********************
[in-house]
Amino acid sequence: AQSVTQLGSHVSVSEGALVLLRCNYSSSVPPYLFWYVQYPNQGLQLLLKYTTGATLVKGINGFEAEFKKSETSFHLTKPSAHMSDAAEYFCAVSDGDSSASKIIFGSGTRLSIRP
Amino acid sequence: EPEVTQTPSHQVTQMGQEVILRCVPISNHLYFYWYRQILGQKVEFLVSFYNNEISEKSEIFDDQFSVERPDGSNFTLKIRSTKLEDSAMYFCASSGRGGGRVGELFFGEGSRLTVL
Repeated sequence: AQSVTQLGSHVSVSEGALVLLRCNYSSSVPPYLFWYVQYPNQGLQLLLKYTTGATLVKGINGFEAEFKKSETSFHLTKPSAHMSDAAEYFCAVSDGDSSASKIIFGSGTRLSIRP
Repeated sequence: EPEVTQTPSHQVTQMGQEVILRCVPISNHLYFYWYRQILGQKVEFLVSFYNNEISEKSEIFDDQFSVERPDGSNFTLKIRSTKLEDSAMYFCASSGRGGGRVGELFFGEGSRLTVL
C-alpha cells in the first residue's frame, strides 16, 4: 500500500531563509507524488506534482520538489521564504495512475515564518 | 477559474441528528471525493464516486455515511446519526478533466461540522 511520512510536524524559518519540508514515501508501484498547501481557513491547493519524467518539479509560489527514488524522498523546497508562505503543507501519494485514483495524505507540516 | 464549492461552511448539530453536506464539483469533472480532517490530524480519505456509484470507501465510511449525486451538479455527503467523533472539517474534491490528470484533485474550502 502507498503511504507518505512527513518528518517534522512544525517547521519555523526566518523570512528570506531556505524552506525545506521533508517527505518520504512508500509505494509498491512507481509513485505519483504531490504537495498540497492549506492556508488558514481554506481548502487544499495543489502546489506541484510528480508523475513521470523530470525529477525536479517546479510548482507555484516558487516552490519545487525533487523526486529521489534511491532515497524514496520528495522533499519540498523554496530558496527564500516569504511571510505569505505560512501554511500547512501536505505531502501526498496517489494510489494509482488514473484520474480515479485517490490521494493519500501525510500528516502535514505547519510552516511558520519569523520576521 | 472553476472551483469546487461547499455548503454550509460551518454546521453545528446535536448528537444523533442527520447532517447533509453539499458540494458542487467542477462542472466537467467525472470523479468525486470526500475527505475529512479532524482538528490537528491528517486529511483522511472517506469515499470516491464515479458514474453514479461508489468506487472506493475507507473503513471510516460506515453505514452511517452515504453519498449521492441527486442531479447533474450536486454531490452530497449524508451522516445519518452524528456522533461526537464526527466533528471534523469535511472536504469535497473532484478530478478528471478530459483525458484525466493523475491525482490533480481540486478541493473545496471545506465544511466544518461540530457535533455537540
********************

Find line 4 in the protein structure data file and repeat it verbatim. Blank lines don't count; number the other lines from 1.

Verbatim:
Repeated sequence: AQSVTQLGSHVSVSEGALVLLRCNYSSSVPPYLFWYVQYPNQGLQLLLKYTTGATLVKGINGFEAEFKKSETSFHLTKPSAHMSDAAEYFCAVSDGDSSASKIIFGSGTRLSIRP